Organic transistors for brain mapping
April 15, 2013
To improve brain mapping, a group of French scientists have produced the world’s first biocompatible microscopic organic transistors that can amplify and record signals directly from the surface of the brain, building on prototypes developed at the Cornell NanoScale Science and Technology Facility (CNF).
This is the ﬁrst in vivo use of transistor arrays to record brain activity directly on the surface of the cortex using electrocorticography (ECoG). This is a ten-fold improvement in signal/noise quality compared with current ECoG electrode technology, the scientists say.
In epileptic patients, ECoG recordings help to scout brain regions responsible for seizure genesis. For patients with brain tumors, recordings help to chart the brain for tumor removal. In addition, electrical recordings of neuronal activity are being used in brain-machine interfaces to help paralyzed people control prosthetic limbs.
However, neurons and brain networks generate small electric potentials, which are difﬁcult to extract from noise when recorded with classical electrodes made of metals. In addition, today’s ECoG amplifiers are bulky and placed outside the skull, where the signal degrades.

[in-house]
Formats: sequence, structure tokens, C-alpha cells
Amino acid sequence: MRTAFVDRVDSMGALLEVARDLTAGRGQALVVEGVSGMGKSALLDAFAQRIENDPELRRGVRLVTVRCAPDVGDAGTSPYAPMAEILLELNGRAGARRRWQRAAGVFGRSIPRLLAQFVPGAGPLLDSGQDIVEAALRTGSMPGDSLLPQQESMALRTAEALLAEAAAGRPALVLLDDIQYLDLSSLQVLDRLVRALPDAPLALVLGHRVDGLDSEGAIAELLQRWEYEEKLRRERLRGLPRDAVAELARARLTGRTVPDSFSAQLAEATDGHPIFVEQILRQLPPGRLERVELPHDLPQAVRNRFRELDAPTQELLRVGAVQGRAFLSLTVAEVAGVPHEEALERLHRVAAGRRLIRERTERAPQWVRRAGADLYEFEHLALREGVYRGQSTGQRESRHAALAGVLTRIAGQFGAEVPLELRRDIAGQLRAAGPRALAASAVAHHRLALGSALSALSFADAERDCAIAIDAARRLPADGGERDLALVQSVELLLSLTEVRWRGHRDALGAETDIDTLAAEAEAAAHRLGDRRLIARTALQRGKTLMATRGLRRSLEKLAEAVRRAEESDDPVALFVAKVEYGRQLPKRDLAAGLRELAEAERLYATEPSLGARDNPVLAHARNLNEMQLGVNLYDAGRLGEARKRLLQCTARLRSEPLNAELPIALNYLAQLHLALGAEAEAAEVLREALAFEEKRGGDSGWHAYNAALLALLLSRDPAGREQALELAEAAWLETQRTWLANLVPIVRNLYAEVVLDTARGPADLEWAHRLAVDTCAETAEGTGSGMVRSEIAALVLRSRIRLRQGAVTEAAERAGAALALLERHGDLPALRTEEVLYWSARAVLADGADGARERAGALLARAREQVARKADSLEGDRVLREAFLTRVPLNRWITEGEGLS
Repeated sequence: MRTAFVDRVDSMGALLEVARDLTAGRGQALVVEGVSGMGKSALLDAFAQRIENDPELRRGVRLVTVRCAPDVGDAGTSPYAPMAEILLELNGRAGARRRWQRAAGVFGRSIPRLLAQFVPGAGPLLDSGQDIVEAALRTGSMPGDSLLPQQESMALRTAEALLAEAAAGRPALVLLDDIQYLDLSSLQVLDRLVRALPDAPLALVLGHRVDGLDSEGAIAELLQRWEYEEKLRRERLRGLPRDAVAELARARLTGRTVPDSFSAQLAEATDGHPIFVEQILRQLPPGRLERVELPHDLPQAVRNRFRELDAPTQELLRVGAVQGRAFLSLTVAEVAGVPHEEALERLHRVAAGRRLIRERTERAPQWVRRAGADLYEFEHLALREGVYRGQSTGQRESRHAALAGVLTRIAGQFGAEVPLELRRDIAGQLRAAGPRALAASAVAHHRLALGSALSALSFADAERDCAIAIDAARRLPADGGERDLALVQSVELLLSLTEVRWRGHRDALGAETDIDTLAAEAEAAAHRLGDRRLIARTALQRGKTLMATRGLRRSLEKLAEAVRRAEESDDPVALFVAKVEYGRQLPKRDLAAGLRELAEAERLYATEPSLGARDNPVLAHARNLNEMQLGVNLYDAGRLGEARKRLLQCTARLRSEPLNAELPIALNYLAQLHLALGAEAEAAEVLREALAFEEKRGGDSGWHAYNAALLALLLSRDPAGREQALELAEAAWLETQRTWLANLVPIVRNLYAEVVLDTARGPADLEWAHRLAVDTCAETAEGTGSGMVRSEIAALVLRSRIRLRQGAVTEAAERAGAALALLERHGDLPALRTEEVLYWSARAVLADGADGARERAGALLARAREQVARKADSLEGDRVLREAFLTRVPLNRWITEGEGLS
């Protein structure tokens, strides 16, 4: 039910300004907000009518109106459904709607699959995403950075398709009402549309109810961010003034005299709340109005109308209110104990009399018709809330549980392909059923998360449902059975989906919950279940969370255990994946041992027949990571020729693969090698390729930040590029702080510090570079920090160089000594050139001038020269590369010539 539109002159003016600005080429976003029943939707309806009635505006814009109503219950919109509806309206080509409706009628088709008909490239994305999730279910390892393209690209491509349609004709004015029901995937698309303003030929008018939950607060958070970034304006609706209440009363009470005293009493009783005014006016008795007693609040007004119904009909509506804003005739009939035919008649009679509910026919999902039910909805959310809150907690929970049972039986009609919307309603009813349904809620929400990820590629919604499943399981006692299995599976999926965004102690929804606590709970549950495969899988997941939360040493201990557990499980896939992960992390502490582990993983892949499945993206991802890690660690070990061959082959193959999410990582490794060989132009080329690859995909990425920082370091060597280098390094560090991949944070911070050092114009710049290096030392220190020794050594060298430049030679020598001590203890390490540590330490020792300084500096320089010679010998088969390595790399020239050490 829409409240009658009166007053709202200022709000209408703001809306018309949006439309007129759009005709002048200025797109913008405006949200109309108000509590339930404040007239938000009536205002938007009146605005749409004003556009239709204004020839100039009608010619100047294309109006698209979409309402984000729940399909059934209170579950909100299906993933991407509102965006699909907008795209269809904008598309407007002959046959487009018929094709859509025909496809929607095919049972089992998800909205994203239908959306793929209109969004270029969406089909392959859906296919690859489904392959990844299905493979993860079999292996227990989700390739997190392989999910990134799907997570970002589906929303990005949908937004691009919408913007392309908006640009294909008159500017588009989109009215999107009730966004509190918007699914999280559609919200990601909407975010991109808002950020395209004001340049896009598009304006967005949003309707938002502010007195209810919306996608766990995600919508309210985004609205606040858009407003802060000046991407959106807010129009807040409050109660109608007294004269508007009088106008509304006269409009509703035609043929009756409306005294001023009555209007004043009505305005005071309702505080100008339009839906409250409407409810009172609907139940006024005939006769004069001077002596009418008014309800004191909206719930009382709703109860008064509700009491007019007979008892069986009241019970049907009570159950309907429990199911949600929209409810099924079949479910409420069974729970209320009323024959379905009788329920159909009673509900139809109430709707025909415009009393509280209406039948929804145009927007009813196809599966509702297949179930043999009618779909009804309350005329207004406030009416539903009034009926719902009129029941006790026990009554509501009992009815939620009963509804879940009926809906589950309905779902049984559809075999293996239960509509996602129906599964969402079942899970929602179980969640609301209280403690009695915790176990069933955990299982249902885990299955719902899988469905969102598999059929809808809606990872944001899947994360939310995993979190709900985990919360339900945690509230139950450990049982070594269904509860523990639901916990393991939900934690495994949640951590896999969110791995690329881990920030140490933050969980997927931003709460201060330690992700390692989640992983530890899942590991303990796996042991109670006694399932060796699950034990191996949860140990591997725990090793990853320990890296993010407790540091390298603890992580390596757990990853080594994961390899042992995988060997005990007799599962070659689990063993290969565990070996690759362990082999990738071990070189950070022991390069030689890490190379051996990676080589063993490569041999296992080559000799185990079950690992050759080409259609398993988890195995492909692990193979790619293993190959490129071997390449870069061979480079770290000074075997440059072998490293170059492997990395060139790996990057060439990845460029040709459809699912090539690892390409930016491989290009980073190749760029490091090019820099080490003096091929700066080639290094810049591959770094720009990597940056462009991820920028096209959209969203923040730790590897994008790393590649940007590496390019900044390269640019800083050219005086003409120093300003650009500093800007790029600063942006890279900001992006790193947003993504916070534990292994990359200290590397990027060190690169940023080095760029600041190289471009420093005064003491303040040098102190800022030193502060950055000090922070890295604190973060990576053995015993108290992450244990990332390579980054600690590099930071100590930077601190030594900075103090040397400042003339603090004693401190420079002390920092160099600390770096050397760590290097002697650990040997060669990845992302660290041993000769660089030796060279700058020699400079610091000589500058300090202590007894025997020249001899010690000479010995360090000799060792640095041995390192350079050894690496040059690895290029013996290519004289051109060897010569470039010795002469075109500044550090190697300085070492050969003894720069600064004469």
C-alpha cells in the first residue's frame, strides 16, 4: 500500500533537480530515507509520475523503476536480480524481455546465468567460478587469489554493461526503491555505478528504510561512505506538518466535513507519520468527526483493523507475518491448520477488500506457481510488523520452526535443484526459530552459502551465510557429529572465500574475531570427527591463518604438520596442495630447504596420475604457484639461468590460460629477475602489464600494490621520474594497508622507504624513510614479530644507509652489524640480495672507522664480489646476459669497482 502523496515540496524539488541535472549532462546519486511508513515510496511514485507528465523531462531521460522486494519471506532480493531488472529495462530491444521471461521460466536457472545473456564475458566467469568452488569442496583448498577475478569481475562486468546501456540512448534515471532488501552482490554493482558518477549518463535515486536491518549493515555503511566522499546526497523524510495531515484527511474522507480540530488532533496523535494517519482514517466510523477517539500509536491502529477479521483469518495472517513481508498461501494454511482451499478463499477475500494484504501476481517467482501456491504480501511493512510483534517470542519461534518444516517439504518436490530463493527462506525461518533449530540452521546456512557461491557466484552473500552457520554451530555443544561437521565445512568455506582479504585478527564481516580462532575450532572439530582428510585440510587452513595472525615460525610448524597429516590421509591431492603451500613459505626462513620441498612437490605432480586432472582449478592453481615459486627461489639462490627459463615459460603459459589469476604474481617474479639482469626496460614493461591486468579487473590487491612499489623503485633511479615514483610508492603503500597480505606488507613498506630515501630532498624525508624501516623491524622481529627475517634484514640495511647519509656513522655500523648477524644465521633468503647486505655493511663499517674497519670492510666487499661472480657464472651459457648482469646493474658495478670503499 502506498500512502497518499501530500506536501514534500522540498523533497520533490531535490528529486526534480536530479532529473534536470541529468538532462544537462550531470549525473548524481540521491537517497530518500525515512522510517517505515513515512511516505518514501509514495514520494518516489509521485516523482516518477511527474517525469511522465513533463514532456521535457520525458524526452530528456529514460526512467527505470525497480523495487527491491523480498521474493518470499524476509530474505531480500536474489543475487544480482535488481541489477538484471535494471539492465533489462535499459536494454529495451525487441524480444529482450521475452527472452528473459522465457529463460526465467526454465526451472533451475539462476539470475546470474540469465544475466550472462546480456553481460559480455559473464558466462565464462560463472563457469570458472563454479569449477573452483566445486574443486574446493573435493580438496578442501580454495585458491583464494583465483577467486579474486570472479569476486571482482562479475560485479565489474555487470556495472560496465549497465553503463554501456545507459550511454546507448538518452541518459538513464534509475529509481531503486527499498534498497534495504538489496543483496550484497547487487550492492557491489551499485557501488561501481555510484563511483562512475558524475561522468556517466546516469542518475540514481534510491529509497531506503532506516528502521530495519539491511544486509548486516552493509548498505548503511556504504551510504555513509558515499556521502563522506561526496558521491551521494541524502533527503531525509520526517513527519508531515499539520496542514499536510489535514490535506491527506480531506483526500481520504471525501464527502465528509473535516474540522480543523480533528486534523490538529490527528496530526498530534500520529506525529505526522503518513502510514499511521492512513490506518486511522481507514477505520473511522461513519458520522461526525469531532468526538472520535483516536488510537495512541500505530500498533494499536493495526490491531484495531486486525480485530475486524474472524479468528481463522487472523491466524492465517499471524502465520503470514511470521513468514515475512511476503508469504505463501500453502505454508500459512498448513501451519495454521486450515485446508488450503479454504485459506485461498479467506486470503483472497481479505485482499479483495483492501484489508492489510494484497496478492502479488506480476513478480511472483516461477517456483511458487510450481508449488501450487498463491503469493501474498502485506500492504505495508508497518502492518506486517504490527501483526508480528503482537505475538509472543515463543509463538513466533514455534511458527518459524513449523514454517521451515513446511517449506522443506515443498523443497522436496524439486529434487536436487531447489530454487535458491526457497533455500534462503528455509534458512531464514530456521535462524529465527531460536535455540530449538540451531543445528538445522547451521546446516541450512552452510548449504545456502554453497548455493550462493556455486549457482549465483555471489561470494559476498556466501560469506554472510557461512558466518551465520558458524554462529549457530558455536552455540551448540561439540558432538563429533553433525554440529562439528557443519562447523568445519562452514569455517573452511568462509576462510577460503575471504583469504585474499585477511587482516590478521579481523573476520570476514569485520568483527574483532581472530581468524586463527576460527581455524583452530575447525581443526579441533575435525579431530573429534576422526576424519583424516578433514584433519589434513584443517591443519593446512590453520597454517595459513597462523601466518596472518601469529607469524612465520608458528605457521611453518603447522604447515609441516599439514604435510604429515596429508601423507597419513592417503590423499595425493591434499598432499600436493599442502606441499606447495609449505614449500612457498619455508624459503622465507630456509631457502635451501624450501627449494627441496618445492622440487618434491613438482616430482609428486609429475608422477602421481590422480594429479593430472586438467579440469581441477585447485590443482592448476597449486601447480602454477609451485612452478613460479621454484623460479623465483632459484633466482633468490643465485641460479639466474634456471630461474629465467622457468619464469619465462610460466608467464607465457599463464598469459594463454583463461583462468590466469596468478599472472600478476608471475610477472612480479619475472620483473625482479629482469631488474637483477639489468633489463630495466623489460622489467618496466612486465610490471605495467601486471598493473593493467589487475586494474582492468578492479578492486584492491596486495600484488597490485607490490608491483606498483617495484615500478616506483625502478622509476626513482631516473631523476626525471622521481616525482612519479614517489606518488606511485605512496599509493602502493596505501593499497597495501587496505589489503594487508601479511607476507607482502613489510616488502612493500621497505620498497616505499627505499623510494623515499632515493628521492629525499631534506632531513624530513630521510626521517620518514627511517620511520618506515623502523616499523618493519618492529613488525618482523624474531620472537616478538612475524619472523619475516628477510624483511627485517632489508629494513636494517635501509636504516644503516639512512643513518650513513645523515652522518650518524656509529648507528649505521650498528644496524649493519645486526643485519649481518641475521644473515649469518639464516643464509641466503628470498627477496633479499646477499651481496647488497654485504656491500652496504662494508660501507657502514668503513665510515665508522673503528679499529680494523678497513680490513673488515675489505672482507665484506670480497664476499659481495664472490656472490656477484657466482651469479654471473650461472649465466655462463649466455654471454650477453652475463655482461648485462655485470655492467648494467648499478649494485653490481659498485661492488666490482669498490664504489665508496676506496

These new biocompatible microdevices are flexible enough to go inside the
brain skull and follow the curvilinear shape of the brain surface.
“To understand how the brain works, we record the activity of a large number of neurons. Transistors provide higher-quality recordings than electrodes — and, in turn, record more neuronal activity,” said George Malliaras of the Microelectronics Center of Provence, France, and a lead author on the research. “The CNF prototyping allowed us to skip having to reinvent the wheel and saved us precious time and money.”
The researchers fabricated highly conformable organic electrochemical transistors* (OECTs) and used them to measures ECoG signals on the somatosensory cortex of rats.
The study, “In Vivo Recordings of Brain Activity Using Organic Transistors,” was published in Nature Communications (open access) March 2013.
To develop the prototypes, the scientists used Cornell’s CNF lithography and characterization suite of tools.
The System Neuroscience Institute, Marseille, France, and Microvitae Technologies, Gardanne, France, also contributed to the research. The CNF facility is funded by the National Science Foundation.
* In contrast to FETs, where an oxide separates the channel from the electrolyte and prohibits any ion transport between these two layers, the channel of OECTs is in direct
contact with an electrolyte. As a result, the channel/electrolyte interface constitutes an integral part of the operation mechanism of OECTs. State-of-the-art OECTs are based on the conducting polymer poly(3,4-ethylenedioxythiophene) doped with polystyrene